French portrait painter. His father, Jean (c. 1642-1705), was a painter and his mother, Marie Courtois (c. 1655-1703), was a miniaturist. He was one of the most successful artists at the court of Louis XV, excelling in the vogue for painting women in mythological or allegorical fancy dress
- or undress - transforming his matrons into goddesses (Mme de Lambesc as Minerva, Louvre, Paris, 1737). His portraits are little concerned with individual characterization, but they show fluency, vivacity, and a relaxed charm. He was at his best with women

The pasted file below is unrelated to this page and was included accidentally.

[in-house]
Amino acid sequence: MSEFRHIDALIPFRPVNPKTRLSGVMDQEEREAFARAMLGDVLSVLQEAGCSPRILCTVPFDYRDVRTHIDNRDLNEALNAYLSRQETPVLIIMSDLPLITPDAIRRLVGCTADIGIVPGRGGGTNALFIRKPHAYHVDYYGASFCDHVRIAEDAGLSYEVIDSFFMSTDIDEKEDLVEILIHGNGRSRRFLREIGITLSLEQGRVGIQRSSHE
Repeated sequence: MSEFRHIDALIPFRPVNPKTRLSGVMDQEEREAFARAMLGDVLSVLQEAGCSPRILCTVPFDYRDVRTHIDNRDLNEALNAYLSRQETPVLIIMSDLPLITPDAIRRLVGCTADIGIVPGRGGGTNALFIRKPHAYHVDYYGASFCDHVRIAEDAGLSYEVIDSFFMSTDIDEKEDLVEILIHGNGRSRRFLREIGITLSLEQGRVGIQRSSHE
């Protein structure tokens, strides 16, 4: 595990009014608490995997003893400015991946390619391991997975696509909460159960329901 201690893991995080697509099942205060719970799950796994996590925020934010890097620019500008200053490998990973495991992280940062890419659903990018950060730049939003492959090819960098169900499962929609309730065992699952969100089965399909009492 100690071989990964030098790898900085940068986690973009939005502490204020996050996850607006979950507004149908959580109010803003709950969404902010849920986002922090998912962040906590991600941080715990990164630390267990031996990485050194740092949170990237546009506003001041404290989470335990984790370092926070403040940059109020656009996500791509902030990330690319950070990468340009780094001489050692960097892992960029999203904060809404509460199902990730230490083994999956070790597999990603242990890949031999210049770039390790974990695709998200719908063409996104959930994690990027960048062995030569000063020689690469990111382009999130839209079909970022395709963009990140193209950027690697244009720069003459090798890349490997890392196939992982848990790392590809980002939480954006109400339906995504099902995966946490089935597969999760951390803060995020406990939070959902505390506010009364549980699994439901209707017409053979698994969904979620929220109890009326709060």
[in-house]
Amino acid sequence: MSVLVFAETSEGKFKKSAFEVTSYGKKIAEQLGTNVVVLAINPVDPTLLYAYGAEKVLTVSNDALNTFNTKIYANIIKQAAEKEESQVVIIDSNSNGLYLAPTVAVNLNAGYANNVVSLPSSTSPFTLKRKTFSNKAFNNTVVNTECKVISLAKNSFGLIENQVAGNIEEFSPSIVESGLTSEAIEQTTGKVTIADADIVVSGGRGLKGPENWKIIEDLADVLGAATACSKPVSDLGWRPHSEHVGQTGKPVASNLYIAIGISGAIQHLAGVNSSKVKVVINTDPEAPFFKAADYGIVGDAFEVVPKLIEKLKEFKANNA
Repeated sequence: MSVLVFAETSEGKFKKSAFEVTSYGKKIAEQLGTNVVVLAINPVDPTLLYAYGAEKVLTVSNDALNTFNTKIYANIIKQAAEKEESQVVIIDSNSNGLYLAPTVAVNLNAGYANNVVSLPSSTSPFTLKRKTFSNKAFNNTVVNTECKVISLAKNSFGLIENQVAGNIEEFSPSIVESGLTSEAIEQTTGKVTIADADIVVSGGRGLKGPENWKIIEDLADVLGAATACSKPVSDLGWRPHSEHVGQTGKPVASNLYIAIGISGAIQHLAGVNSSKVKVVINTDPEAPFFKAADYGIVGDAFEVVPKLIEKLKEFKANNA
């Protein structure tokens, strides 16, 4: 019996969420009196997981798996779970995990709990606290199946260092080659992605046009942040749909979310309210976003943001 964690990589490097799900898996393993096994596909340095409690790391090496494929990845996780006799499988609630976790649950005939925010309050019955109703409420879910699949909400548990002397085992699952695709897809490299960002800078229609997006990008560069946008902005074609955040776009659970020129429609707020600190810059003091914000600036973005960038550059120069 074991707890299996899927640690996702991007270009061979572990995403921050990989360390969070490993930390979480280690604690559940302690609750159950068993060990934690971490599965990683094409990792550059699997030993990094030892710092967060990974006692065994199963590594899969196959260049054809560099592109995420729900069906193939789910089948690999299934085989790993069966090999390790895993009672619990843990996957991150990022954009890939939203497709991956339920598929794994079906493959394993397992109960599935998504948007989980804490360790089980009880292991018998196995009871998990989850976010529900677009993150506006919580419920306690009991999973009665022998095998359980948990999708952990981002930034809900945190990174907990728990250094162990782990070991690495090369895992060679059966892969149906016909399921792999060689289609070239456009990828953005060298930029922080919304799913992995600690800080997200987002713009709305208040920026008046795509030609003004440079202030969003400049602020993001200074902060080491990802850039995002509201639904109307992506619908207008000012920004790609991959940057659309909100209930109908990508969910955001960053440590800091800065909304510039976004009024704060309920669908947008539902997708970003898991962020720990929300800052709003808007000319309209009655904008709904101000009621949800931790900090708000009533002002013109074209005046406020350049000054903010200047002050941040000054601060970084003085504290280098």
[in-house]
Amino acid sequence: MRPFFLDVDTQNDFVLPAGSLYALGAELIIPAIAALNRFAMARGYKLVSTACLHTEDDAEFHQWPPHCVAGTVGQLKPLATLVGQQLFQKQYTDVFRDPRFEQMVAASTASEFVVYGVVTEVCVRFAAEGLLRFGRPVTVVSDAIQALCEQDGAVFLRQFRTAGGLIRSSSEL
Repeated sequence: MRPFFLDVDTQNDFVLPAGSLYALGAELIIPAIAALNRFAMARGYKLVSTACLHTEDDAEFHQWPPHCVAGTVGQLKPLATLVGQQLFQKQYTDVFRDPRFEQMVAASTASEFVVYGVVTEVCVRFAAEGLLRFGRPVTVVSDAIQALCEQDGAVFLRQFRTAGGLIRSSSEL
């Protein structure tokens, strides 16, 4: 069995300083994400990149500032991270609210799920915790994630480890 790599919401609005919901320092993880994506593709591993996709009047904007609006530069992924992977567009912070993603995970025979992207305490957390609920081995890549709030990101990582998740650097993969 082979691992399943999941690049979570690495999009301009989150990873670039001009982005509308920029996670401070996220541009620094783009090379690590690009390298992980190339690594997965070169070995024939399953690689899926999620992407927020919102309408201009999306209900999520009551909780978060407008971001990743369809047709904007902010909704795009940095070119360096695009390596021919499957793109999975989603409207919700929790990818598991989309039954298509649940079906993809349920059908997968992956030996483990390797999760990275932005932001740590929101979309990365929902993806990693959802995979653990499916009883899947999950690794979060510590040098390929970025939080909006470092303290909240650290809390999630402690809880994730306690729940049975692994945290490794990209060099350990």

and has been accused of painting with make-up , a comment that suggests the pastel-like delicacy of his handling. Taste was turning against him towards the end of his career and some of his later work shows signs of fatigue. His brother Jean-Baptiste (1678-1726) was also a painter; he committed suicide after being expelled by the Acadmie.
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